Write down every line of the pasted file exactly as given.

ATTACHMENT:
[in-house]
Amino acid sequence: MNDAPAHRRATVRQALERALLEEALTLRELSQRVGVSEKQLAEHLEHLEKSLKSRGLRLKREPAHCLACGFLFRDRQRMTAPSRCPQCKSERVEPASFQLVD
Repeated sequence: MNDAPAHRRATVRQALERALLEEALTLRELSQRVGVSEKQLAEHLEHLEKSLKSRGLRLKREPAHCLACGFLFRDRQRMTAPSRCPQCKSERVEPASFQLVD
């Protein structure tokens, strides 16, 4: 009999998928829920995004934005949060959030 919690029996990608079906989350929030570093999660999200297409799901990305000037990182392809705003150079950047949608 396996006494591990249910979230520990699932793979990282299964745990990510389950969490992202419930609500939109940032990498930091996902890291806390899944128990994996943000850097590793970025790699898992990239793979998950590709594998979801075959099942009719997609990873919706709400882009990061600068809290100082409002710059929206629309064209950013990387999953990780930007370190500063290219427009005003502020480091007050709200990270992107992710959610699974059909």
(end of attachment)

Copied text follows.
[in-house]
Amino acid sequence: MNDAPAHRRATVRQALERALLEEALTLRELSQRVGVSEKQLAEHLEHLEKSLKSRGLRLKREPAHCLACGFLFRDRQRMTAPSRCPQCKSERVEPASFQLVD
Repeated sequence: MNDAPAHRRATVRQALERALLEEALTLRELSQRVGVSEKQLAEHLEHLEKSLKSRGLRLKREPAHCLACGFLFRDRQRMTAPSRCPQCKSERVEPASFQLVD
């Protein structure tokens, strides 16, 4: 009999998928829920995004934005949060959030 919690029996990608079906989350929030570093999660999200297409799901990305000037990182392809705003150079950047949608 396996006494591990249910979230520990699932793979990282299964745990990510389950969490992202419930609500939109940032990498930091996902890291806390899944128990994996943000850097590793970025790699898992990239793979998950590709594998979801075959099942009719997609990873919706709400882009990061600068809290100082409002710059929206629309064209950013990387999953990780930007370190500063290219427009005003502020480091007050709200990270992107992710959610699974059909």